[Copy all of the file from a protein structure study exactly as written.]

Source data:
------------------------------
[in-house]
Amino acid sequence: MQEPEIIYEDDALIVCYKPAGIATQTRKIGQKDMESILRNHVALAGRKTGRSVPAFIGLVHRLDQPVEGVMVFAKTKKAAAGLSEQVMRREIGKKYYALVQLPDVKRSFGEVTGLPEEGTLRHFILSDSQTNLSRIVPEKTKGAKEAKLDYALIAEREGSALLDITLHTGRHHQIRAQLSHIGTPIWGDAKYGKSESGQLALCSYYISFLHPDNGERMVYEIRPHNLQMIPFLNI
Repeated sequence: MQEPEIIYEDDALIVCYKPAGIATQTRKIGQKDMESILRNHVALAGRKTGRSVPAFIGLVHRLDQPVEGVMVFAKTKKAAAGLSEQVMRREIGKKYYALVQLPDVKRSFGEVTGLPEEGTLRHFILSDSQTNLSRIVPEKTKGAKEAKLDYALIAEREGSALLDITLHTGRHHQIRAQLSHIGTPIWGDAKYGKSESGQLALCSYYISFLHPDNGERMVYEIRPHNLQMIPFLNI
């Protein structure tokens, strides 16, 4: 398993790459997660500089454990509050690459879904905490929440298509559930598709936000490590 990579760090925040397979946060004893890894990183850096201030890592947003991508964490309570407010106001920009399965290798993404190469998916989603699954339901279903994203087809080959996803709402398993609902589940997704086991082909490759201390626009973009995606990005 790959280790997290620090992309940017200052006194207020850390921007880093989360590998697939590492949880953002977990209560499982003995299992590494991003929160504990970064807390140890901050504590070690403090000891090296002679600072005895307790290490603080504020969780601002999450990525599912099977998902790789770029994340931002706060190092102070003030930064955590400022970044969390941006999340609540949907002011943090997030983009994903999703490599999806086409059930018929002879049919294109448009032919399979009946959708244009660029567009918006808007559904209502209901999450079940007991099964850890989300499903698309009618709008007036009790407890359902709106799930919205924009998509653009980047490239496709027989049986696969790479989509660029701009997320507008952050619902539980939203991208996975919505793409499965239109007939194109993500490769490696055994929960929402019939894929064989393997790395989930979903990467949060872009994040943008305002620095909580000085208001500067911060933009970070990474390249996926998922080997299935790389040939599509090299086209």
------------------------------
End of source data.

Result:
[in-house]
Amino acid sequence: MQEPEIIYEDDALIVCYKPAGIATQTRKIGQKDMESILRNHVALAGRKTGRSVPAFIGLVHRLDQPVEGVMVFAKTKKAAAGLSEQVMRREIGKKYYALVQLPDVKRSFGEVTGLPEEGTLRHFILSDSQTNLSRIVPEKTKGAKEAKLDYALIAEREGSALLDITLHTGRHHQIRAQLSHIGTPIWGDAKYGKSESGQLALCSYYISFLHPDNGERMVYEIRPHNLQMIPFLNI
Repeated sequence: MQEPEIIYEDDALIVCYKPAGIATQTRKIGQKDMESILRNHVALAGRKTGRSVPAFIGLVHRLDQPVEGVMVFAKTKKAAAGLSEQVMRREIGKKYYALVQLPDVKRSFGEVTGLPEEGTLRHFILSDSQTNLSRIVPEKTKGAKEAKLDYALIAEREGSALLDITLHTGRHHQIRAQLSHIGTPIWGDAKYGKSESGQLALCSYYISFLHPDNGERMVYEIRPHNLQMIPFLNI
């Protein structure tokens, strides 16, 4: 398993790459997660500089454990509050690459879904905490929440298509559930598709936000490590 990579760090925040397979946060004893890894990183850096201030890592947003991508964490309570407010106001920009399965290798993404190469998916989603699954339901279903994203087809080959996803709402398993609902589940997704086991082909490759201390626009973009995606990005 790959280790997290620090992309940017200052006194207020850390921007880093989360590998697939590492949880953002977990209560499982003995299992590494991003929160504990970064807390140890901050504590070690403090000891090296002679600072005895307790290490603080504020969780601002999450990525599912099977998902790789770029994340931002706060190092102070003030930064955590400022970044969390941006999340609540949907002011943090997030983009994903999703490599999806086409059930018929002879049919294109448009032919399979009946959708244009660029567009918006808007559904209502209901999450079940007991099964850890989300499903698309009618709008007036009790407890359902709106799930919205924009998509653009980047490239496709027989049986696969790479989509660029701009997320507008952050619902539980939203991208996975919505793409499965239109007939194109993500490769490696055994929960929402019939894929064989393997790395989930979903990467949060872009994040943008305002620095909580000085208001500067911060933009970070990474390249996926998922080997299935790389040939599509090299086209």